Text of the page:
There are three other typical shapes that are observed when viewing bacteria. These are not as common as the bacteria shapes mentioned above but they are worth noting.
- Mycoplasma: This type of bacteria has no cell wall and tends to have a thick sphere-shaped core with elongated cells on either side
- Actinomycetes: This bacteria is a branch-like shape
- Spirochetes: Spirochete bacteria have a very flexible shape and it tends to move in a corkscrew-like motion. The axial filament allows this bacteria to move in its unique way
Gram-Positive And Gram-Negative Bacteria
As well as their shape, bacteria are also grouped in the way that they appear when they are stained during the staining process. They are viewed to be either gram-positive or gram-negative.
Bacteria that do not retain the primary stain are referred to as gram-negative. They lose the initial stain, which is applied using Crystal violet, due to their thin Peptidoglycan layer.
They do take on a counterstain which gives them a red-pink coloring when being observed under a microscope.
Salmonella and E Coli would be examples of gram-negative bacteria.
The Peptidoglycan layer would be thicker in gram-positive bacteria and so they are able to retain the initial Crystal violet stain that is applied.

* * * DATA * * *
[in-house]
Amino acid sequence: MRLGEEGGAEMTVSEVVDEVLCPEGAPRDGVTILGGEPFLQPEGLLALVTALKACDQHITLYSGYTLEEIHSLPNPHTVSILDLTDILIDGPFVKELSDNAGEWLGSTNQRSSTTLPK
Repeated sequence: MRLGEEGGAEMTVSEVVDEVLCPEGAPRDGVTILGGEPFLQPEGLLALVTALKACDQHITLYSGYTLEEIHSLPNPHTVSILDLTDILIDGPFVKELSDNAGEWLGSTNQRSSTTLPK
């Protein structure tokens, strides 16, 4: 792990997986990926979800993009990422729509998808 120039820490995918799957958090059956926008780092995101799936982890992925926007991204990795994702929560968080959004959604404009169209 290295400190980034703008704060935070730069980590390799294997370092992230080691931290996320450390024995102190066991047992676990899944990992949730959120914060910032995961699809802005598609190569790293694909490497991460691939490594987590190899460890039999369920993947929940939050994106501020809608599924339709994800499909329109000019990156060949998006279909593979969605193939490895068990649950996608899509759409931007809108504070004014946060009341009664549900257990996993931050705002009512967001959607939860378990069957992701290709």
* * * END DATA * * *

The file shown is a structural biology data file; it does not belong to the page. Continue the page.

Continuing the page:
This type of bacteria has a deep blue-purple coloring when observed under the microscope and examples of such bacteria would be Bacillus cereus and Staphylococcus epidermis.
Reproduction Cycle Of Bacteria
Reproduction of certain bacterias can differ, however for the most part each bacteria share main methods of reproduction, these methods are explained below.
Binary fission is the primary method of bacterial reproduction. A cell grows before it separates into two new individual cells.
The genetic make-up of the bacteria is copied between the two cells to ensure that the bacteria’s structure and genetic material remain the same.
When scientists and researchers view samples of bacteria under the microscope they can often observe a minor bulging of some cells along the top of the sample.